Should academies invest?

Published on 8 May 2017

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A recent investigation undertaken by Schools Week highlighted that several large academy trusts around the UK have invested surplus cash in various investment funds. This has helped to generate a significantly better return than if the cash remained in the trust’s usual banking arrangements. Of course, these trusts should consider themselves fortunate to be in such a situation with many struggling with cashflows around the UK.

So, if your academy trust is in the fortunate position of being able to invest surplus cash…should you? Firstly, let us take a look at the rules which academy trusts should follow.

The Academies Financial Handbook (AFH) section 2.28 is the first area to read. There are a number of “musts” which the Trust needs to comply with:

  • Exercise care and skill in all investment decisions, taking advice as appropriate from a professional adviser
  • Ensure that exposure to investment products is tightly controlled so that security of funds takes precedence over revenue maximisation
  • EFA’s prior approval must be obtained for investment transactions which are novel and/or contentious

Risk is the key area of focus here. Any level of investment above bank accounts and short term deposits probably constitutes a conversation with a professional adviser – which would comply with the AFH.

Novel or contentious transactions could come down to perception. Given that the press has taken interest in academy trusts making these types of transactions probably gives an indication the transaction is contentious. Therefore the best form of practice would be to obtain EFA prior approval before any investments are made.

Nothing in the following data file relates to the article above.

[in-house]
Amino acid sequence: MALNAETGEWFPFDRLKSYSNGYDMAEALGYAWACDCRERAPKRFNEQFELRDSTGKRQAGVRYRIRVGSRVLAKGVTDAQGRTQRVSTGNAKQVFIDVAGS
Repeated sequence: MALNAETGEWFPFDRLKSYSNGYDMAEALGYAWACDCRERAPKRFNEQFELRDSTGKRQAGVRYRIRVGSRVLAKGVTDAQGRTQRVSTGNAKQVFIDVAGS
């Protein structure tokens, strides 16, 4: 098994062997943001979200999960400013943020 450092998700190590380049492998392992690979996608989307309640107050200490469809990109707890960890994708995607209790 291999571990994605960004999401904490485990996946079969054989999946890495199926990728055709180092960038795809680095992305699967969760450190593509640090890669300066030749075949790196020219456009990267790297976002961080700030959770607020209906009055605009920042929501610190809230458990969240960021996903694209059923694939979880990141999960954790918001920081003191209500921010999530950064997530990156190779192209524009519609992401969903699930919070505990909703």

Trustees of academy trusts should also consider reading the Charity Commission guidance CC14 Charities and Investment matters: a guide for trustees. Again the level of risk being entered into is the key factor this document highlights.

Other factors to consider include consideration of the Trust’s short and long term plans. If a sizeable investment is made for a long-term period, the Trust needs to be mindful of cashflow forecasts and if the cash is required during this period. As an example, funding might be required for planned capital projects or even to balance budgets. Then there is, of course, the unfortunate scenario when unexpected capital repairs are needed to be made – these can be unforeseen so investing cash in an area where it cannot be quickly accessed may impact on your decision making.

So should academies invest? Yes, but only if the risk profile fits with the Trust and you can ensure compliance with the AFH.

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